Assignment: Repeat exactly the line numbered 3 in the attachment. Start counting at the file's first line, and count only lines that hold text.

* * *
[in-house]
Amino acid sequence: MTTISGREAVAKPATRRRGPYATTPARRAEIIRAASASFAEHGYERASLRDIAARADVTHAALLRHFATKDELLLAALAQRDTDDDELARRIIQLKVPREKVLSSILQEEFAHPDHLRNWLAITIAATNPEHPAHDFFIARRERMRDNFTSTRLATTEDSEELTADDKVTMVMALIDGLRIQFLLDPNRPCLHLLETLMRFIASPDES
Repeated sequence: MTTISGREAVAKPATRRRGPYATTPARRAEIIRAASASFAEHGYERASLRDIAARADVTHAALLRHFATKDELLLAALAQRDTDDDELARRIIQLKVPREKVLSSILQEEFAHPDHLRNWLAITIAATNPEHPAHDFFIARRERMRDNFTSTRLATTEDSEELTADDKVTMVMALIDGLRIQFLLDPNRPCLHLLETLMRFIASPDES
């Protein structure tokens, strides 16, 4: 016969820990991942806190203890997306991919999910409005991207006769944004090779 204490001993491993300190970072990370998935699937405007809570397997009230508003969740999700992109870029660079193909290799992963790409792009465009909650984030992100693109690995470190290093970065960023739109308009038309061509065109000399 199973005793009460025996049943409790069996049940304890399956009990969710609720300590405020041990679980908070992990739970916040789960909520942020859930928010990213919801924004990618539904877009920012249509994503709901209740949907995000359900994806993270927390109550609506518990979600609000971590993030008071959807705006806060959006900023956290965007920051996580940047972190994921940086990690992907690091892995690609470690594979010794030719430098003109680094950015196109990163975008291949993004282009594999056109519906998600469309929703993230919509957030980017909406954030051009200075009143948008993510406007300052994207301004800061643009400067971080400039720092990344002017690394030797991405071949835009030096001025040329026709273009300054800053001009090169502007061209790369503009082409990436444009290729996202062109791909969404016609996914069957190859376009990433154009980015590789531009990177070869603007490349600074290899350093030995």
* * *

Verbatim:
Repeated sequence: MTTISGREAVAKPATRRRGPYATTPARRAEIIRAASASFAEHGYERASLRDIAARADVTHAALLRHFATKDELLLAALAQRDTDDDELARRIIQLKVPREKVLSSILQEEFAHPDHLRNWLAITIAATNPEHPAHDFFIARRERMRDNFTSTRLATTEDSEELTADDKVTMVMALIDGLRIQFLLDPNRPCLHLLETLMRFIASPDES